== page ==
The decommissioning of nuclear installations in Germany is in full swing. This means large volumes of problematic residual materials have to be processed and kept safe within a rather short period of time. At present, however, appropriate treatment methods are not available for all types of such radioactive materials. Scientists at IKTS have developed approaches to tackle this challenge as part of projects funded by the German Ministry of Education and Research (BMBF). Fraunhofer IKTS runs its own radionuclide laboratory, it holds the legal permissions and employs trained and experienced staff, familiar with the very specific requirements in this field. Three promising methods for the treatment of radioactive waste are currently being investigated in the lab:
- Electrochemical total oxidation of liquid C-14-wastes
- Investigations of new conditioning routes for irradiated graphite
- Decontamination of radioactive concrete from the nuclear sector
Liquid C-14-containing wastes from the nuclear industry, but also from pharmaceutical research, are not approved for final disposal. The current state of the art for their treatment is traditional incineration – to the extent that this is even possible at all. With its electrochemical cold incineration process, IKTS has developed and tested a new route for the conditioning of such wastes which allows to fixate the carbon-14 as disposable C-14-CaCO3 and even opens up the possibility of C-14 recycling. The process has been tested for more than 2000 hours as part of bench-scale testing using a self-developed electrolyzer of the RODOSAN® type. Trials with real waste samples went off without complications and the treated solutions were completely decontaminated.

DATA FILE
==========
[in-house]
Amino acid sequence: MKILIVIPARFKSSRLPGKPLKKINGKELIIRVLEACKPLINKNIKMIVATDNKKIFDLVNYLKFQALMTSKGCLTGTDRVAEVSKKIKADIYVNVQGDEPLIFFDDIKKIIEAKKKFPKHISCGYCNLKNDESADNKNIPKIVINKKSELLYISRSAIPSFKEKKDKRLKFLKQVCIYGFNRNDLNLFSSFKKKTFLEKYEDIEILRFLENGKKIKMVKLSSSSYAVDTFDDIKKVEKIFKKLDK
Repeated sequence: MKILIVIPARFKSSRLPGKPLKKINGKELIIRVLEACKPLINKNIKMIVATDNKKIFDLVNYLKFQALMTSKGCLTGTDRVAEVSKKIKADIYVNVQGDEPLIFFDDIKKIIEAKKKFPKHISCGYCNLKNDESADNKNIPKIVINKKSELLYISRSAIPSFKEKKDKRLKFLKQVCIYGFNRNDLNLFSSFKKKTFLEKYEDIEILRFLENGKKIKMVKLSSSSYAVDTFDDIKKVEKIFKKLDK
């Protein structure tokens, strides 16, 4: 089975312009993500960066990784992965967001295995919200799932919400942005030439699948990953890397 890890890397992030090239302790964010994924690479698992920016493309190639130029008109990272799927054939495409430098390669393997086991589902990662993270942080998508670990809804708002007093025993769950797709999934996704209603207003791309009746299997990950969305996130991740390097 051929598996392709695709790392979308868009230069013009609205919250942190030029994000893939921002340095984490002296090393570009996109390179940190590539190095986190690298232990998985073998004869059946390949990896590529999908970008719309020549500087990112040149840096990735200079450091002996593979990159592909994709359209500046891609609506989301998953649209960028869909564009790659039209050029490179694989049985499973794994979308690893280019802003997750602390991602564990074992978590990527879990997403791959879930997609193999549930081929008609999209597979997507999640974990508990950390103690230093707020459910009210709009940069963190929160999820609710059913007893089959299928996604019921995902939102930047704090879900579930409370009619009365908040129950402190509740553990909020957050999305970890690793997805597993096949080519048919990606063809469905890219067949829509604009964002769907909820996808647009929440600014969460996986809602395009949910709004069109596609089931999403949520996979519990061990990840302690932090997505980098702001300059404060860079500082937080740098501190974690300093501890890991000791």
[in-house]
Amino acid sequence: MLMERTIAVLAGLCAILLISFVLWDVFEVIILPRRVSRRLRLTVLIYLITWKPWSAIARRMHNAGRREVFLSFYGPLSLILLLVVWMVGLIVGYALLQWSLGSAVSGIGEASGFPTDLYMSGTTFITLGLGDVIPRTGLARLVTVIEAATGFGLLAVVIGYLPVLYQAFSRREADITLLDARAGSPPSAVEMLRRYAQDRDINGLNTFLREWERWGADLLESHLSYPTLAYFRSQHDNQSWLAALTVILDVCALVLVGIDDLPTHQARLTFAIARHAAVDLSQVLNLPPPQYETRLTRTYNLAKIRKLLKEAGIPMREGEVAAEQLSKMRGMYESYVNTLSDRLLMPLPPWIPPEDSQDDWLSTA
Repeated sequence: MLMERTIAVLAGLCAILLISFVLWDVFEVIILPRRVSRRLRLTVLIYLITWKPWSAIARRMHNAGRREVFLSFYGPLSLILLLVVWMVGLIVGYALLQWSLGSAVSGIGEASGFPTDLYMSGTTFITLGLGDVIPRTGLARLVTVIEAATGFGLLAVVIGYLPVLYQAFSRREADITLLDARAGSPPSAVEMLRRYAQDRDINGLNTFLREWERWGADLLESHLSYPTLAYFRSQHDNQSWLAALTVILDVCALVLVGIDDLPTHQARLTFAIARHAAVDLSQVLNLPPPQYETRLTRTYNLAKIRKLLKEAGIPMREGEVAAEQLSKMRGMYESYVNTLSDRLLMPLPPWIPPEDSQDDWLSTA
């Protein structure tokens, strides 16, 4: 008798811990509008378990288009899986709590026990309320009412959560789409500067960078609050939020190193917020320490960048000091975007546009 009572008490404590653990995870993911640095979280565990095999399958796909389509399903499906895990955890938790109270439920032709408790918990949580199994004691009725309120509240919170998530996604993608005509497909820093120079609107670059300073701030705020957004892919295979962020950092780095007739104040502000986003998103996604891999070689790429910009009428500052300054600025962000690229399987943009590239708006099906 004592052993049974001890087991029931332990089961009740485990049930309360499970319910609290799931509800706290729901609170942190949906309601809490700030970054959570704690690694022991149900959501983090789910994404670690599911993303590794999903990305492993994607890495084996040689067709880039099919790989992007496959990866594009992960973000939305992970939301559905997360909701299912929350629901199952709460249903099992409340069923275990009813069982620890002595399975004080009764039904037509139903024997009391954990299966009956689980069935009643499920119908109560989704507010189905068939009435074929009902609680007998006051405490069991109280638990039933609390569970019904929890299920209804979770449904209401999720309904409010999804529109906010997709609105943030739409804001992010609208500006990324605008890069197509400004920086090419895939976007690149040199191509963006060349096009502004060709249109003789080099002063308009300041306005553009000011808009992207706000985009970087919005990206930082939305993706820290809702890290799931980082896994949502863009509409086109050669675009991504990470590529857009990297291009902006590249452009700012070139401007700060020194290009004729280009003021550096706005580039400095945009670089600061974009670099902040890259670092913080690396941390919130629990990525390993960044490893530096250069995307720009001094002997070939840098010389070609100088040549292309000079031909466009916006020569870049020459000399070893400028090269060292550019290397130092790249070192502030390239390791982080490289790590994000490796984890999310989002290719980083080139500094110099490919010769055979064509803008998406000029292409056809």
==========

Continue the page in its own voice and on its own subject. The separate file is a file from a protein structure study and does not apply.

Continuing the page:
Thermal neutrons are able to cause nuclear fission of uranium. Reactor graphite is used in some reactors as a moderator for the deceleration of neurons. The irradiation near the reactor core leads to the formation of C-14 and other radionuclides in the graphite, making its disposal very difficult. That is why a solution to the “graphite problem” is essential with respect to creating final deposition capacities in Germany. Current research at Fraunhofer IKTS focuses on the separation of C-14 and other radionuclides from the graphite and their subsequent conditioning. To achieve this, electrochemical, thermal and biochemical approaches, as well as membrane processes (i.e. for isotope separation) are employed.
In case of radioactive concrete, the contamination is often bound only to the cement stone phase, which makes up only a small fraction of the total mass. Using a promising method, Fraunhofer IKTS is attempting to separate the non-contaminated aggregates by means of electrodynamic disintegration and subsequent water treatment.